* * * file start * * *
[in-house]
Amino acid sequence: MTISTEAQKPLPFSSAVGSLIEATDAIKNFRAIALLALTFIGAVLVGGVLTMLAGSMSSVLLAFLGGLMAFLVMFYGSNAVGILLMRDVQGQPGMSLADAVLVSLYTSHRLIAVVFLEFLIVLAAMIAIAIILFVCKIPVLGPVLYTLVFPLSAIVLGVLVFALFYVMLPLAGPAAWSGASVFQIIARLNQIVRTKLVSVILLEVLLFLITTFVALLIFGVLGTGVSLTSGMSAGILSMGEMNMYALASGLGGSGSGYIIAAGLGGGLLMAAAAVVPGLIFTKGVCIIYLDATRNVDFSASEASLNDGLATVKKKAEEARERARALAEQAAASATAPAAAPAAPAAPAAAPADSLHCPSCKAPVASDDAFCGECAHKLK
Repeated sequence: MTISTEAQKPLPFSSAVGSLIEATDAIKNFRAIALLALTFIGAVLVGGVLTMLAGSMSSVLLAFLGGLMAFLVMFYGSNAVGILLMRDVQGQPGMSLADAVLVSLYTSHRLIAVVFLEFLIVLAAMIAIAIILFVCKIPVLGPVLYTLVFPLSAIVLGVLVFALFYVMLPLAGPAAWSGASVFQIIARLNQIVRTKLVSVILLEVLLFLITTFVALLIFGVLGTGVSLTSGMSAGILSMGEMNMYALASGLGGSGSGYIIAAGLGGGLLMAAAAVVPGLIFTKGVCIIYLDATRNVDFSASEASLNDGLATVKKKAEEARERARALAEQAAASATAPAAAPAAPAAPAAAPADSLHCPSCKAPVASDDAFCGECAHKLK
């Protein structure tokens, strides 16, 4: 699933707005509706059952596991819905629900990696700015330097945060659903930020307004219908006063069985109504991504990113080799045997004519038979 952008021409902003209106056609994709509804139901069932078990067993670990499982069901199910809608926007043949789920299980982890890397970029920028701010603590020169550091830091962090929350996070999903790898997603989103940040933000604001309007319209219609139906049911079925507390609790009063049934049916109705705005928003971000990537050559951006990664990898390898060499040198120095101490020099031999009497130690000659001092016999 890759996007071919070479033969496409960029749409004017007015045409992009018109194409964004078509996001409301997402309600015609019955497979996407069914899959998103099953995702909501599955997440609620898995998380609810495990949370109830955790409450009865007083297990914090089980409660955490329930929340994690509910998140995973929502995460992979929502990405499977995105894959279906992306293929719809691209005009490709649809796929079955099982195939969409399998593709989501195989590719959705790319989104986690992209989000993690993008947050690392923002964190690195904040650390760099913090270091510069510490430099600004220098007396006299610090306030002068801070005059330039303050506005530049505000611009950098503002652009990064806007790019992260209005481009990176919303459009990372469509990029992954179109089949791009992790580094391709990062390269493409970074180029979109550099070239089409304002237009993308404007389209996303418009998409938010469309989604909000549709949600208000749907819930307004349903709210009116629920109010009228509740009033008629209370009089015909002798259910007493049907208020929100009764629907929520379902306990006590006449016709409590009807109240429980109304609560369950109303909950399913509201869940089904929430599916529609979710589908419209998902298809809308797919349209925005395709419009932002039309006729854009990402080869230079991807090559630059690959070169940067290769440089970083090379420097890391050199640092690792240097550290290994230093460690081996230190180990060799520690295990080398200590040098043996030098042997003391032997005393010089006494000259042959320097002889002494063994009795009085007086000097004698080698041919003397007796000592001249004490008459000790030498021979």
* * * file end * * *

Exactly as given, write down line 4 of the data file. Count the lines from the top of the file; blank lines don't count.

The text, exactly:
């Protein structure tokens, strides 16, 4: 699933707005509706059952596991819905629900990696700015330097945060659903930020307004219908006063069985109504991504990113080799045997004519038979 952008021409902003209106056609994709509804139901069932078990067993670990499982069901199910809608926007043949789920299980982890890397970029920028701010603590020169550091830091962090929350996070999903790898997603989103940040933000604001309007319209219609139906049911079925507390609790009063049934049916109705705005928003971000990537050559951006990664990898390898060499040198120095101490020099031999009497130690000659001092016999 890759996007071919070479033969496409960029749409004017007015045409992009018109194409964004078509996001409301997402309600015609019955497979996407069914899959998103099953995702909501599955997440609620898995998380609810495990949370109830955790409450009865007083297990914090089980409660955490329930929340994690509910998140995973929502995460992979929502990405499977995105894959279906992306293929719809691209005009490709649809796929079955099982195939969409399998593709989501195989590719959705790319989104986690992209989000993690993008947050690392923002964190690195904040650390760099913090270091510069510490430099600004220098007396006299610090306030002068801070005059330039303050506005530049505000611009950098503002652009990064806007790019992260209005481009990176919303459009990372469509990029992954179109089949791009992790580094391709990062390269493409970074180029979109550099070239089409304002237009993308404007389209996303418009998409938010469309989604909000549709949600208000749907819930307004349903709210009116629920109010009228509740009033008629209370009089015909002798259910007493049907208020929100009764629907929520379902306990006590006449016709409590009807109240429980109304609560369950109303909950399913509201869940089904929430599916529609979710589908419209998902298809809308797919349209925005395709419009932002039309006729854009990402080869230079991807090559630059690959070169940067290769440089970083090379420097890391050199640092690792240097550290290994230093460690081996230190180990060799520690295990080398200590040098043996030098042997003391032997005393010089006494000259042959320097002889002494063994009795009085007086000097004698080698041919003397007796000592001249004490008459000790030498021979």